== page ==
I have said this before: I thought I’d got through the hospital phase of my recovery, and then I discovered that wasn’t true.
It happened again.
A fortnight ago I allowed myself to get tired from working too many hours, under too much pressure, with too much travel, and then I followed that up with a weekend of activities which pressed a number of my PTSD buttons.
The following Monday I felt largely unaffected, and I was exultant. I knew I’d taken a risk. I thought I’d made it through. (My therapist thought so too. We celebrated.)
Yesterday I ran 18 miles without at any point believing I couldn’t do it, wanting to die, screaming at myself in my head for being so utterly fat, unfit, useless and stupid, hitting my legs in a bid to go faster, denying myself food and water as some sort of punishment for not running well enough.
This, my friends, is noteworthy, because all of that was normal to me every time I ran. Absolutely every time.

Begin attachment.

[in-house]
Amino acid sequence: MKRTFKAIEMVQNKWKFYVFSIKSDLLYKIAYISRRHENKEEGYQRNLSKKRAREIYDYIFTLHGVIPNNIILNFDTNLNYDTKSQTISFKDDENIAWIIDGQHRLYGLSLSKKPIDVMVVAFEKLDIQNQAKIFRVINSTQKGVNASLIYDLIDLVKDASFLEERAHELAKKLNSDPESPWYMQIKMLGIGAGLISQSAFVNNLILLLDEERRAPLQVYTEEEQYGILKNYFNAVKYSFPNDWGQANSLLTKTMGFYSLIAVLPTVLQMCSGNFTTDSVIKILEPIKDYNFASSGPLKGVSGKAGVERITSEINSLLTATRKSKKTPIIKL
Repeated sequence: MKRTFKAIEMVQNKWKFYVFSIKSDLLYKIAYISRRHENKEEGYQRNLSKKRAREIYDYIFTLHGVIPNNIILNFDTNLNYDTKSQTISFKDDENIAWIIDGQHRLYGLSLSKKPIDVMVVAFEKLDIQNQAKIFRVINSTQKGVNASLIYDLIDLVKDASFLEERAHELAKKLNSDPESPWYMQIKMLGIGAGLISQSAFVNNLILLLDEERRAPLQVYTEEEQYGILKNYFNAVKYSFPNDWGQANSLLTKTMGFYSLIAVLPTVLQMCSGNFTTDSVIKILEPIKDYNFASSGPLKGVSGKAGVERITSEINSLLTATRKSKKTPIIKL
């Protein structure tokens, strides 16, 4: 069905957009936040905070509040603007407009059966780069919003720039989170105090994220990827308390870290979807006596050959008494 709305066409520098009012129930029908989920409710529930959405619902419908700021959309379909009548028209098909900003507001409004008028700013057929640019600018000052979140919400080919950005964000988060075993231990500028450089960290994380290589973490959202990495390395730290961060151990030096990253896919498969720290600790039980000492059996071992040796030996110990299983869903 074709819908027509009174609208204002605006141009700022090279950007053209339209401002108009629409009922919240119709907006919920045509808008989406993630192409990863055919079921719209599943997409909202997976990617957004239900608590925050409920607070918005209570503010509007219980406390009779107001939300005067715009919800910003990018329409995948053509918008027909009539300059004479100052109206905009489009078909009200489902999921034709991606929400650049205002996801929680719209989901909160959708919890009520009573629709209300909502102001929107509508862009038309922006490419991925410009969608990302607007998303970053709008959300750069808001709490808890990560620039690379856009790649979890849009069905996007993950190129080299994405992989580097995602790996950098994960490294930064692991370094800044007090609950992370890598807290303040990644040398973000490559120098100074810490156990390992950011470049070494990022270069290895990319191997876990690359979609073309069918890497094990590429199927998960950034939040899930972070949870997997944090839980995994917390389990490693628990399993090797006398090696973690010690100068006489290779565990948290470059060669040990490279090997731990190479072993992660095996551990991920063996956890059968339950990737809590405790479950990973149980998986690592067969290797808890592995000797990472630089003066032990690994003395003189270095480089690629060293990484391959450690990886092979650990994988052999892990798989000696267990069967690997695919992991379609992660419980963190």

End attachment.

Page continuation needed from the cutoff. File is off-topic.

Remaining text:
I kept running for all those years. Of course I did; I’m bloody-minded like that. But it always involved that constant self-inflected brutality, which is to say it wasn’t very nice.
I thought that was the only way running could be, and I couldn’t understand how other people could run so well with that going on; it didn’t occur to me that their minds were different. Continue reading “Changing My Mind”
Just less than a year ago I wrote that there were bright spells in my life and that I was slowly beginning to function more reliably again. That progress has continued. Here’s where we are today.
Most of all I am glad now that I am alive.
Stop there. Let’s say that again. I am glad that I am alive.
(Early on my therapist said his job was ‘to keep you alive until you can make the decision to do that yourself’. By that criterion his job is well done.)
But there is more: I also want to be happy. That’s a feeling that is entirely new to me; since my teens all I’ve wanted is to be numb or full of adrenalin. Now I want a calm, contented happiness.
It’s even been a while since my head told me that I wanted to die. Yes, I learned to stop listening to that voice a long time ago; that’s a necessity if you’re to survive the worst of depression. So I wasn’t listening, but until recently it carried on insisting, and that’s not a great voice to live with every day. Now it’s gone.
And there are other things.